Moving Pictures
Sep 04, 2020, 06:27AM

Kaufman Goes Lynchian

I'm Thinking of Ending Things is a welcome return for the abstruse writer/director. A

Merlin 176250954 761469ea 43e1 4f80 b578 30f8c56e0fc8 mobilemasterat3x.jpg?ixlib=rails 2.1

I'm Thinking of Ending Things is Charlie Kaufman's David Lynch movie. Based on the 2016 novel of the same name by Iain Reid, it's a vision of nightmarish Americana, told in a way meant to leave audiences guessing. It's the best of the three films Kaufman has directed to date, and the one with the most assured direction.

I'm Thinking of Ending Things, which debuted on Netflix, stars Jesse Plemons and Jessie Buckley as a couple, introduced driving in a car to visit his parents. This is exactly how Get Out started, as did a few more comedy-oriented films, but rather than laughs or social commentary, this is more in the realm of psychological, mind-bending thriller. The title phrase, repeated many times, could be a reference to a breakup, suicide, or some other type of existential end.

The two haven't been together that long—just a few weeks, and there are hints that the relationship isn’t particularly loving or healthy—and it’s soon clear that the boyfriend is the type of dude prone to droning on to his uninterested girlfriend about old movies or David Foster Wallace. The car scene, in a snowstorm, goes on for a long time, and odd things happen, from strange phone calls to the girlfriend seeming to recognize things in this town where she's never been. It gets weirder once they reach the farmhouse of the parents (David Thewlis and Toni Collette), strange people who suddenly get older or younger, depending on the scene.

The film progresses towards a visit to a local ice cream stand that's probably the most delightfully unsettling movie scene of the year so far. The movie makes changes from the source material, I gather, that if left in place would’ve seemed like a deliberate echo of something in a previous Kaufman film.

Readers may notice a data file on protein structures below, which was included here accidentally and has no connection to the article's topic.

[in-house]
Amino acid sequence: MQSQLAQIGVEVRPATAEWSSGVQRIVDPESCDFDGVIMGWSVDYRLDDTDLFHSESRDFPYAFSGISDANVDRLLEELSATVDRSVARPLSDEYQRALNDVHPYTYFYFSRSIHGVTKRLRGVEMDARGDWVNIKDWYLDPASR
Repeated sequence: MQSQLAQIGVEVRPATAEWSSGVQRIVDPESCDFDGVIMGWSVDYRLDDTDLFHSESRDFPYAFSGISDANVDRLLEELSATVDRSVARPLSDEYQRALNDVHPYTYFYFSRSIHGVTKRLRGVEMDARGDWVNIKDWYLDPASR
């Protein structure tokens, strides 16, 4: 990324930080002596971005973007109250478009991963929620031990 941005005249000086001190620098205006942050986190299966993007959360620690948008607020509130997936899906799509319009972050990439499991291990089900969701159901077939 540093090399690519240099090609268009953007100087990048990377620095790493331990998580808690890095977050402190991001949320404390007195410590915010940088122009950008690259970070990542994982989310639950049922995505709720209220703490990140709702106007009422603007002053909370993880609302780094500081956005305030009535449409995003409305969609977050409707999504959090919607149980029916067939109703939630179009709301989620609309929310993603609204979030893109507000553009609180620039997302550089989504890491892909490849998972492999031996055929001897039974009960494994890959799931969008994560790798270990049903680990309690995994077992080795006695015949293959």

All four of the main actors are outstanding, but the film's MVP is Jessie Buckley, the Irish actress who starred in last year's Wild Rose. Her role is a lot of voiceover and looking confused, but she nails it. Plemons, often in the background of prestige movies, makes the most of a leading role, and Thewlis—who voiced the main character in Anomalisa—has fun as the father, who's inexplicably British. And Collette, with this and Hereditary, has carved out a niche playing mysteriously addled mothers.

Kaufman, the screenwriter of Adaptation, Eternal Sunshine of the Spotless Mind, and Being John Malkovich, has developed a body of work as a director that's weirder and less accessible than his collaborations with Spike Jonze and other directors. His debut was 2008's Synecdoche, New York, and he followed that up with 2015’s Anomalisa, a stop-motion animated movie, in which the same actor (Tom Noonan) voiced nearly every character.

I never got Synecdoche, but admit a soft spot for Anomalisa, the only movie I can think of that managed to make a puppet sex scene legitimately affecting. I'm Thinking of Ending Things is Kaufman's first film for Netflix, and I'm curious how much of an impact it’ll have there. I do expect, and look forward, to a lot of debates and arguments about this film, what's "really" going on in it, and people trying—probably in vain— to "solve" it.


Register or Login to leave a comment